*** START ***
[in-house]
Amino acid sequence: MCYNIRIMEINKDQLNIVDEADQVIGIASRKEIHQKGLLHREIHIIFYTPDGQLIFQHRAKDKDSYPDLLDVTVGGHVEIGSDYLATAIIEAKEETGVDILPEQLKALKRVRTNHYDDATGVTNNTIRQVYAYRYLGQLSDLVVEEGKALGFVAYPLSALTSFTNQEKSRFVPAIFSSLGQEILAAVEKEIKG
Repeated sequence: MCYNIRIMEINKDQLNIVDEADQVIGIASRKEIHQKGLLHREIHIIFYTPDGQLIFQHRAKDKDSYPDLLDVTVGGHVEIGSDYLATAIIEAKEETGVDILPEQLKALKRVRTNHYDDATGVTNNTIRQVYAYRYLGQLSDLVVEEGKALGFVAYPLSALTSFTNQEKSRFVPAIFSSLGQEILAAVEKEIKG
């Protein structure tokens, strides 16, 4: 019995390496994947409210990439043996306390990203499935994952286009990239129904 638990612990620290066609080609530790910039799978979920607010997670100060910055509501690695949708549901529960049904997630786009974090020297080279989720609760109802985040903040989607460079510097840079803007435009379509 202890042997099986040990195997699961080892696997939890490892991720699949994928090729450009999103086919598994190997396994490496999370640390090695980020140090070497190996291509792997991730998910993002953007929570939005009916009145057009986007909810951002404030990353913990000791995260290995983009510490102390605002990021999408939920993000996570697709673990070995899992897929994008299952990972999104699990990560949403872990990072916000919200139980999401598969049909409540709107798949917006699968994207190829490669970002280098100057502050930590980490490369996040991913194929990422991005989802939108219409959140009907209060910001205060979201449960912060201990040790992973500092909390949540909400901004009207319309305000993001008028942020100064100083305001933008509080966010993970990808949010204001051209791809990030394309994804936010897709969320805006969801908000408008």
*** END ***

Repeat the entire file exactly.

[in-house]
Amino acid sequence: MCYNIRIMEINKDQLNIVDEADQVIGIASRKEIHQKGLLHREIHIIFYTPDGQLIFQHRAKDKDSYPDLLDVTVGGHVEIGSDYLATAIIEAKEETGVDILPEQLKALKRVRTNHYDDATGVTNNTIRQVYAYRYLGQLSDLVVEEGKALGFVAYPLSALTSFTNQEKSRFVPAIFSSLGQEILAAVEKEIKG
Repeated sequence: MCYNIRIMEINKDQLNIVDEADQVIGIASRKEIHQKGLLHREIHIIFYTPDGQLIFQHRAKDKDSYPDLLDVTVGGHVEIGSDYLATAIIEAKEETGVDILPEQLKALKRVRTNHYDDATGVTNNTIRQVYAYRYLGQLSDLVVEEGKALGFVAYPLSALTSFTNQEKSRFVPAIFSSLGQEILAAVEKEIKG
């Protein structure tokens, strides 16, 4: 019995390496994947409210990439043996306390990203499935994952286009990239129904 638990612990620290066609080609530790910039799978979920607010997670100060910055509501690695949708549901529960049904997630786009974090020297080279989720609760109802985040903040989607460079510097840079803007435009379509 202890042997099986040990195997699961080892696997939890490892991720699949994928090729450009999103086919598994190997396994490496999370640390090695980020140090070497190996291509792997991730998910993002953007929570939005009916009145057009986007909810951002404030990353913990000791995260290995983009510490102390605002990021999408939920993000996570697709673990070995899992897929994008299952990972999104699990990560949403872990990072916000919200139980999401598969049909409540709107798949917006699968994207190829490669970002280098100057502050930590980490490369996040991913194929990422991005989802939108219409959140009907209060910001205060979201449960912060201990040790992973500092909390949540909400901004009207319309305000993001008028942020100064100083305001933008509080966010993970990808949010204001051209791809990030394309994804936010897709969320805006969801908000408008």